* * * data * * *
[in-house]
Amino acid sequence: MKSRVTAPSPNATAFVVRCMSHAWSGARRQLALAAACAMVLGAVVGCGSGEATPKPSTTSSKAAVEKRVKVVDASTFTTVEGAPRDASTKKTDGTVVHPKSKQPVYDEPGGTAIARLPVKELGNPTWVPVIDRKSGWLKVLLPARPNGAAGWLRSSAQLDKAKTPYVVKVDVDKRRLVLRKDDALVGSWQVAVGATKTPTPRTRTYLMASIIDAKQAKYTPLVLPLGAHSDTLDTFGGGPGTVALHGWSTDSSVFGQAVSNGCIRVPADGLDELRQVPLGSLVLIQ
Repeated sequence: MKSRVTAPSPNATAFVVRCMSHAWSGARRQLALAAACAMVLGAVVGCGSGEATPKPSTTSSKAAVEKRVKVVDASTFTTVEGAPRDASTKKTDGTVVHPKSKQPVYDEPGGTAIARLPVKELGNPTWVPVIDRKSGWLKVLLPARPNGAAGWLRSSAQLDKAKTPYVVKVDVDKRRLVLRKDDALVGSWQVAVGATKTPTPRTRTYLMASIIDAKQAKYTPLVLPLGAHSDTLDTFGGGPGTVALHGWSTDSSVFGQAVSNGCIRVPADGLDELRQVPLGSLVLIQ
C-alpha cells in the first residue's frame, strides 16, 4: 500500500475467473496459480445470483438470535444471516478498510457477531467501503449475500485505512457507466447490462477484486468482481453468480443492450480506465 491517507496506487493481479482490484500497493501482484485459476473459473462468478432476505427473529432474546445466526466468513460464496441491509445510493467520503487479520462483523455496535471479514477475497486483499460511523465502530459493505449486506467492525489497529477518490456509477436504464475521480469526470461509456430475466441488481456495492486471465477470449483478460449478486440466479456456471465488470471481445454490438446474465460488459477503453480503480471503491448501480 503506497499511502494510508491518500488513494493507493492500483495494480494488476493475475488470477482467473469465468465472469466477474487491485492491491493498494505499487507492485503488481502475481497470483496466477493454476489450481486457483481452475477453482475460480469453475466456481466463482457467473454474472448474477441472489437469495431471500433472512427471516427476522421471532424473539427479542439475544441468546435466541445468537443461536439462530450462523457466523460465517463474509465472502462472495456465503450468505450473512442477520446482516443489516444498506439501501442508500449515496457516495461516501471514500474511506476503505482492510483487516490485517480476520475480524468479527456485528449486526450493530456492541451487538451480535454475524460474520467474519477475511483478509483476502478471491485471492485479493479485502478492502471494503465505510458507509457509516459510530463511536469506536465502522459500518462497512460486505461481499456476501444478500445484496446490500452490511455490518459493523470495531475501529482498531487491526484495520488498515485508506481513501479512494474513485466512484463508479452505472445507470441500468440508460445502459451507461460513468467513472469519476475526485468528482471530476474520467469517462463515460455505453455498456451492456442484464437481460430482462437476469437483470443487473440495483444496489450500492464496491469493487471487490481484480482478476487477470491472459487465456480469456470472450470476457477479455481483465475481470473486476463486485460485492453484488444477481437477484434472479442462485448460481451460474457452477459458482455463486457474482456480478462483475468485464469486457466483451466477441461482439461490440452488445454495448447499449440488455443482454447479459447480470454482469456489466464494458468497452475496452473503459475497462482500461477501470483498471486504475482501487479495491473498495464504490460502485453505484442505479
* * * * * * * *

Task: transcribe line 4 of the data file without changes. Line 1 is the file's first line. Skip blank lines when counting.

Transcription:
C-alpha cells in the first residue's frame, strides 16, 4: 500500500475467473496459480445470483438470535444471516478498510457477531467501503449475500485505512457507466447490462477484486468482481453468480443492450480506465 491517507496506487493481479482490484500497493501482484485459476473459473462468478432476505427473529432474546445466526466468513460464496441491509445510493467520503487479520462483523455496535471479514477475497486483499460511523465502530459493505449486506467492525489497529477518490456509477436504464475521480469526470461509456430475466441488481456495492486471465477470449483478460449478486440466479456456471465488470471481445454490438446474465460488459477503453480503480471503491448501480 503506497499511502494510508491518500488513494493507493492500483495494480494488476493475475488470477482467473469465468465472469466477474487491485492491491493498494505499487507492485503488481502475481497470483496466477493454476489450481486457483481452475477453482475460480469453475466456481466463482457467473454474472448474477441472489437469495431471500433472512427471516427476522421471532424473539427479542439475544441468546435466541445468537443461536439462530450462523457466523460465517463474509465472502462472495456465503450468505450473512442477520446482516443489516444498506439501501442508500449515496457516495461516501471514500474511506476503505482492510483487516490485517480476520475480524468479527456485528449486526450493530456492541451487538451480535454475524460474520467474519477475511483478509483476502478471491485471492485479493479485502478492502471494503465505510458507509457509516459510530463511536469506536465502522459500518462497512460486505461481499456476501444478500445484496446490500452490511455490518459493523470495531475501529482498531487491526484495520488498515485508506481513501479512494474513485466512484463508479452505472445507470441500468440508460445502459451507461460513468467513472469519476475526485468528482471530476474520467469517462463515460455505453455498456451492456442484464437481460430482462437476469437483470443487473440495483444496489450500492464496491469493487471487490481484480482478476487477470491472459487465456480469456470472450470476457477479455481483465475481470473486476463486485460485492453484488444477481437477484434472479442462485448460481451460474457452477459458482455463486457474482456480478462483475468485464469486457466483451466477441461482439461490440452488445454495448447499449440488455443482454447479459447480470454482469456489466464494458468497452475496452473503459475497462482500461477501470483498471486504475482501487479495491473498495464504490460502485453505484442505479